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HAMISH MCRAE: Reflect now…then back to work

HAMISH MCRAE: These dog days give us chance to think about our work, lifestyles and finances – and we should grasp that opportunity as best we can

It’s time for reflection. The holiday season is on us, and the August break is always a good time to think through our ideas and priorities. But this year is special. Many of the fears we have had about the future have receded. 

The economy has not crashed and is recovering at a decent clip. Jobs are plentiful, almost too plentiful, as KPMG reports that companies are bidding up salaries in a desperate hunt to attract staff. 

The housing market is solid; retail sales are strong; and many families have a war-chest of savings built up during the shutdowns that gives them a cushion through the months ahead. 

Thinking ahead: The holiday season is on us, and the August break is always a good time to think through our ideas and priorities

There are shadows, of course. There will be the surge of inflation through the autumn, now belatedly accepted by the Bank of England – the new forecast in the Inflation Report is 4 per cent. 

For many businesses still struggling to recoup the losses of the past months there will be the long slog ahead. Some have gone under through no fault of their own, and that is utterly miserable for everyone involved. Indeed, the whole pandemic has been monstrously unfair at a human level as well as a financial one. And looming over everything there is that uncomfortable feeling that the economy and the markets are being puffed up by the money printed by the world’s central banks. 

However, there are always uncertainties and if this past 18 months have taught us anything it is that we should make ourselves as bullet-proof as we can against whatever is thrown at us. Three thoughts. 

First, everyone in work needs to think about how we earn our livings. The work from home experience has, for many of those who have been able to manage it, been a liberation. No more packing on to commuter trains or fighting through rush-hour traffic. But that is for those of us who are established in our careers and are comfortable in our homes. For most people starting out and with 40 years or more of work ahead, it will have been a disconcerting time. Is building a career really about sitting in a shared flat and staring at a screen?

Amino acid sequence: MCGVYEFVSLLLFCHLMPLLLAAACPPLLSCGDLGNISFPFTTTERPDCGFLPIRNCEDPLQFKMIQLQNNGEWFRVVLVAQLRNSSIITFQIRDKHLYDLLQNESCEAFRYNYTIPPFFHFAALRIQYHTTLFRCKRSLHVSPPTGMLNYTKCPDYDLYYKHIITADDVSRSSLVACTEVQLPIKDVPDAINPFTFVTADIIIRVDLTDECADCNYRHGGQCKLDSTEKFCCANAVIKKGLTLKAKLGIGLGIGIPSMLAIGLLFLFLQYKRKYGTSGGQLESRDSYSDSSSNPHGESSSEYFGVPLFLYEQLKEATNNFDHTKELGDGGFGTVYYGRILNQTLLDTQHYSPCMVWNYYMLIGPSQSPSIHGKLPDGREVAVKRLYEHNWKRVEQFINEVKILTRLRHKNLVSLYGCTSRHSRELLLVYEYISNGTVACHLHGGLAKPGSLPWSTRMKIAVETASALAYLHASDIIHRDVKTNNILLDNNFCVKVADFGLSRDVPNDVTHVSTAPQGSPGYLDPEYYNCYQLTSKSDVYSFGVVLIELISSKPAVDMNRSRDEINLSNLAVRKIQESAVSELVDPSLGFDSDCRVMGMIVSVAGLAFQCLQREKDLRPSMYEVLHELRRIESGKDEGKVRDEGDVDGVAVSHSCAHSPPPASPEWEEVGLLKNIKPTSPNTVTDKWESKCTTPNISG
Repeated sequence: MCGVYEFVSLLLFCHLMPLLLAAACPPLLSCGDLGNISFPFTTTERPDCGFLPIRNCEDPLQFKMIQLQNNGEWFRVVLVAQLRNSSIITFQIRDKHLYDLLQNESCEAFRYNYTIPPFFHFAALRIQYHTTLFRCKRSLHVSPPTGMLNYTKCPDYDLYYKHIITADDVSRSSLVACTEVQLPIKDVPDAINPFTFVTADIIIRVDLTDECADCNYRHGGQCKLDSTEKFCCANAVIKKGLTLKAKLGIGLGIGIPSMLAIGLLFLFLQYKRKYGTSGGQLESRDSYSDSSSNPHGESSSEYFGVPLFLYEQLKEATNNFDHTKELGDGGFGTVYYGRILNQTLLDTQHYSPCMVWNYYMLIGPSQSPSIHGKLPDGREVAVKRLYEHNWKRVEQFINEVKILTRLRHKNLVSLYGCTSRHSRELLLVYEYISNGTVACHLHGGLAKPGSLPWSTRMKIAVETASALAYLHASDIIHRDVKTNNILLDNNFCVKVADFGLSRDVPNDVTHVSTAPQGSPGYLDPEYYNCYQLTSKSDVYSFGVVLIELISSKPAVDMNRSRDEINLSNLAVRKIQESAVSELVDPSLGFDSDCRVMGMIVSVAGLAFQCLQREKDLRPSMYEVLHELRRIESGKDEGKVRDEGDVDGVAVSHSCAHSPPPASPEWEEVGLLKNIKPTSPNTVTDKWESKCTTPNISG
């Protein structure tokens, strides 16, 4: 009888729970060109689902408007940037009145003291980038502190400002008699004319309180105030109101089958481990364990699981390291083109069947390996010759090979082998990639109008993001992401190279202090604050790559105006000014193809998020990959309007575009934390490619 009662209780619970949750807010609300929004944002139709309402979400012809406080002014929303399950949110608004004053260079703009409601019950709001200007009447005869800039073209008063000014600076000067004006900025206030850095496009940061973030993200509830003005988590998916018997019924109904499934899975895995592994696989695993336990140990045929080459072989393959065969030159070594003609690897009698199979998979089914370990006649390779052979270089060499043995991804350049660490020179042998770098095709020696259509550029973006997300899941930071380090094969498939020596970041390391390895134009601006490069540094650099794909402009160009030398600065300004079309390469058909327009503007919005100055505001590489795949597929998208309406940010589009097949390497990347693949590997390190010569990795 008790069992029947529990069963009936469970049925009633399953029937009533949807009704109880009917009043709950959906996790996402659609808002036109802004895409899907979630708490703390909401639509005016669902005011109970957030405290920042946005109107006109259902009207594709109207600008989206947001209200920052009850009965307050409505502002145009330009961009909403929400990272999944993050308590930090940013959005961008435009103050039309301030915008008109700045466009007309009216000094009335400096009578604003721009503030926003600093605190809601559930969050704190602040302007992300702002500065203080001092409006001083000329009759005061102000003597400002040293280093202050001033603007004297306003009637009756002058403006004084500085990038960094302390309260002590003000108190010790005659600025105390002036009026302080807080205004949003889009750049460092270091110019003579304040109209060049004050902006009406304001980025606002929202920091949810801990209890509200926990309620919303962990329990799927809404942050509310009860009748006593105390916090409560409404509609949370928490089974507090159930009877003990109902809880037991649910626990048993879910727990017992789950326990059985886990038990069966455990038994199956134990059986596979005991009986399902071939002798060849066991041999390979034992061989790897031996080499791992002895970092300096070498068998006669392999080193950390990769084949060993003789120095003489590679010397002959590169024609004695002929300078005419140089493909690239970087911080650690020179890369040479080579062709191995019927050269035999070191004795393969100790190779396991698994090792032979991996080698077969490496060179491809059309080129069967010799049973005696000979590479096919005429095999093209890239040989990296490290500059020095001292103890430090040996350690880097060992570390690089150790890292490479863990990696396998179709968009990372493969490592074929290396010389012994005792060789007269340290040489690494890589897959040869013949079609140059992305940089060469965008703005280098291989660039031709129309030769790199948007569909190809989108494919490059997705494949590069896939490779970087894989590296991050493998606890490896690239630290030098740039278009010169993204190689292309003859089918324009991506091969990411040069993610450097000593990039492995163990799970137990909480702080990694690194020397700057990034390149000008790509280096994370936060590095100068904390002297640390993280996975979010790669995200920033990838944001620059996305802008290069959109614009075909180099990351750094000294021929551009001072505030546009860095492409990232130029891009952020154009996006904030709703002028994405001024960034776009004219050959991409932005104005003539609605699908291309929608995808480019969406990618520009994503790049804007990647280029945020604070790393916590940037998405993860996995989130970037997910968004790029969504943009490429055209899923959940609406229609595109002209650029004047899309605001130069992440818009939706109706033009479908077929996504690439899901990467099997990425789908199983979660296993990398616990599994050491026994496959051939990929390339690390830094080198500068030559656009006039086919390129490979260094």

The point about the job market being so strong is that this is the time to make a move if that is what you want to do. The risk is lower than it would be in more normal times, the potential rewards greater. 

True, the furlough scheme is yet to end completely, and there will be a great churn in employment in the coming months as the economy settles down. But while all career decisions depend on personal circumstances, the odds are stacked in employees’ favour. This is, as KPMG reports, the strongest rise in starting salaries since its survey began in 1997. 

The second thought leads on from this. It is about work patterns. Here, a note of caution. Come September, a lot more people are going to be back in the office. Everyone has their views as to what extent the old work pattern will resume. For some jobs, such as working in a school or a hospital, there will be no change. For others who knows? Many say they would like to work more from home, and some will. But we don’t know the long-term downside of WFH. 

Paul Johnson, head of the Institute for Fiscal Studies, recently pointed out that while the IFS had managed to get through the pandemic in good shape, it relied on the social capital built up by face-to-face meetings in the office. 

The senior team all knew each other well. Staff turnover had been modest. People knew the culture of the organisation. But gradually, month by month, that social capital was being eroded. The conclusion is that what works all right for a business in the short-term does not work so well in the long. The same applies to individuals. Anyone trying to build a career needs to think about that. 

The third thought is about money. The country is awash with savings – some £200billion of ‘excess savings’, according to the Bank of England. Some of that will be spent in the coming months, and it looks as though people have also been taking some equity out of their property. 

However, for many this is a once-in-a-generation opportunity to put their finances on a sound footing. Savings are not excessive if they give people the chance to be financially secure for the rest of their lives. 

How we do that depends on our circumstances. My point is simply that these dog days of August give us all a chance to think about our work, our lifestyles and our finances – and we should grasp that opportunity as best we can.

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